BRIT Awards Take One Step Forward and Two Steps Back

BRIT Awards Take One Step Forward and Two Steps Back

Words Demie Tuzara

2017 vs 2018

A comparison of last year’s nominations to this year shows that there’s an evident lack of diversity in the 38th Edition of the annual British music awards.

The nominees for the 2018 BRIT Awards have been announced and there have been bold reactions on the diversity in the categories. Or lack thereof. Last year saw the disappointment in the music awards show when, despite nominating artists with different ethnic backgrounds, saw a backlash in the lack of people of colour actually winning any of the categories.

The #BritsSoWhite is nearly two years old and was created in 2016 to protest the award show when it failed to nominate a single person of colour in any major category. Fast forward to 2018, it seems that the hashtag is still relevant today.

As the announcement of this year’s nominations was released, a read through the names has us wondering where the rest of the BAME (Black, Asian, Minority Ethnic) artists deserving of, not just nominations but, winner status are.

The British Breakthrough Act saw potential in a more diversified category as it included an array of talent ranging from rappers Dave and J Hus (also nominated for British Album of the Year), hip-hop artist Loyle Carner (also nominated for British Male Solo Artist) and singer-songwriter Sampha. Another BAME musician nominated in two categories is grime artist, Stormzy, under the British Male Solo Artist and Album of the Year with his debut studio album, Gang Signs & Prayers.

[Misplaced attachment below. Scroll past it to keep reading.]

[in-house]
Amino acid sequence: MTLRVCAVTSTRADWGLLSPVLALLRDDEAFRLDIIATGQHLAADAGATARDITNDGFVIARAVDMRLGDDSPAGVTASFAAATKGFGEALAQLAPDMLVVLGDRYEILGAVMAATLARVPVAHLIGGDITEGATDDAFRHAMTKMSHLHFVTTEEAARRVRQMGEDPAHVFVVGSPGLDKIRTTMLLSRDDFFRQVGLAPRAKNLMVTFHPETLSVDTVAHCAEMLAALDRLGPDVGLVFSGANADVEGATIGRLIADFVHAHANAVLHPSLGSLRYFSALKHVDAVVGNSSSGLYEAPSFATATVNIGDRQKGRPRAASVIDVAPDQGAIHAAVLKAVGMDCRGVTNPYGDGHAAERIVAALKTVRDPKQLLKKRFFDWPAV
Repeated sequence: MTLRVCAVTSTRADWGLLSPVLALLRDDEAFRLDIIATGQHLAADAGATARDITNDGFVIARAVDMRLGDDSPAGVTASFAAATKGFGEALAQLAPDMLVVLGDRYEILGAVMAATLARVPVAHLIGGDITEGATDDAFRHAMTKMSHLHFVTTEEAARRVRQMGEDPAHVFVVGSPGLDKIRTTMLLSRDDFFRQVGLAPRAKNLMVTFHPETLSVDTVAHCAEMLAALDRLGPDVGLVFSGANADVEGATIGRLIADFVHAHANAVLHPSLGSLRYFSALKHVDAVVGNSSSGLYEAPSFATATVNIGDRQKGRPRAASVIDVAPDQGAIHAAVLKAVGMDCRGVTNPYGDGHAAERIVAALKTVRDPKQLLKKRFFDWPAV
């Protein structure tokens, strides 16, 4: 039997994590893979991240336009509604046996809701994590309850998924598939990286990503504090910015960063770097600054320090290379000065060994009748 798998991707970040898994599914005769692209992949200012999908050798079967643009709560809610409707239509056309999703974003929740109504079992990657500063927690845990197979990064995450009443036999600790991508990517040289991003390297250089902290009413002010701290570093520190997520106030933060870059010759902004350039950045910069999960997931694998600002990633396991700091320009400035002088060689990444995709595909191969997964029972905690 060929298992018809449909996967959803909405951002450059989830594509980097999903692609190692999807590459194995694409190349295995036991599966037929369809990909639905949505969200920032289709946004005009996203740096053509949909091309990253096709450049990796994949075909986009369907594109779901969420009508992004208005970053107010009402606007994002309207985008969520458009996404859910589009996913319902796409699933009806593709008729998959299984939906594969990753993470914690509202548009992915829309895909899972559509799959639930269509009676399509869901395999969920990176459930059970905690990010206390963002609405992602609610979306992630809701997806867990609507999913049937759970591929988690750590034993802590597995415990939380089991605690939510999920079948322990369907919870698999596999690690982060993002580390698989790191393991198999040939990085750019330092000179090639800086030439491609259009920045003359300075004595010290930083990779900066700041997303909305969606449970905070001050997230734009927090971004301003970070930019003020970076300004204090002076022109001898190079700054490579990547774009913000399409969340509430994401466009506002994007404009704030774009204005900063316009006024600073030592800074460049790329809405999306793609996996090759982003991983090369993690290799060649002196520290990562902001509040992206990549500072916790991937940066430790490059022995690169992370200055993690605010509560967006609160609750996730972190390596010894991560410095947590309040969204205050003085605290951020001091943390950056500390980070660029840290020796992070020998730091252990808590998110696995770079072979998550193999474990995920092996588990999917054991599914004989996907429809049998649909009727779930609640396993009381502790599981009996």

The rest of the ‘British’ nominations – Female Solo Artist, Group, Single of the Year, Video of the Year did not follow the same pattern with evident omissions of BAME talents in said categories.

Whilst the International Male Solo Artist was dominated by music acts of African-American heritage such as Childish Gambino, Drake and Kendrick Lamar and Palestinian descent DJ Khaled, once again the same cannot be said about the other categories in the ‘International’ bracket.

Opposing the number of nominees in a category is Alicia Keys as the only woman of colour under the International Female Solo Artist category. This is a clear contrast to the music acts of last year when Beyoncé, Solange and Rihanna were all nominated.

One would think ‘international artists’ would comprise of a variety of music acts around the globe. However, this is not the case. The International Group category for 2018 is a blanket of white, an obvious contrast to the international nominees of last year comprising of A Tribe Called Quest, Drake and Future.

Although there’s an apparent procedure on how the nominees are chosen, “adhering to strict list of rules – all under the scrutiny of the ERS (Electoral Reform Services)”, it makes us wonder how genuine the nature of these eligibility test might be.

Out of the 42 nominated artists, only 12 stand-alone acts are BAME which, once again, is a contrast to last year where a total of 17 artists were nominated. In perspective, it’s potentially an entire category short of talented people of colour.

This is not to discredit the achievements; accolades, record sales, sell out shows etc. of the current music scene. This is to acknowledge that the music industry is changing and immensely thriving with amazing BAME talents but they are simply being neglected.

It seems as though the BRIT Awards are taking one step forward and two steps back in terms of diversity and representing BAME in the media. Only time will tell whether or not this year’s award show will make a difference or simply just be a repetition of last year.

Tune in on 21st February 2018 on ITV to watch the television coverage of the award show.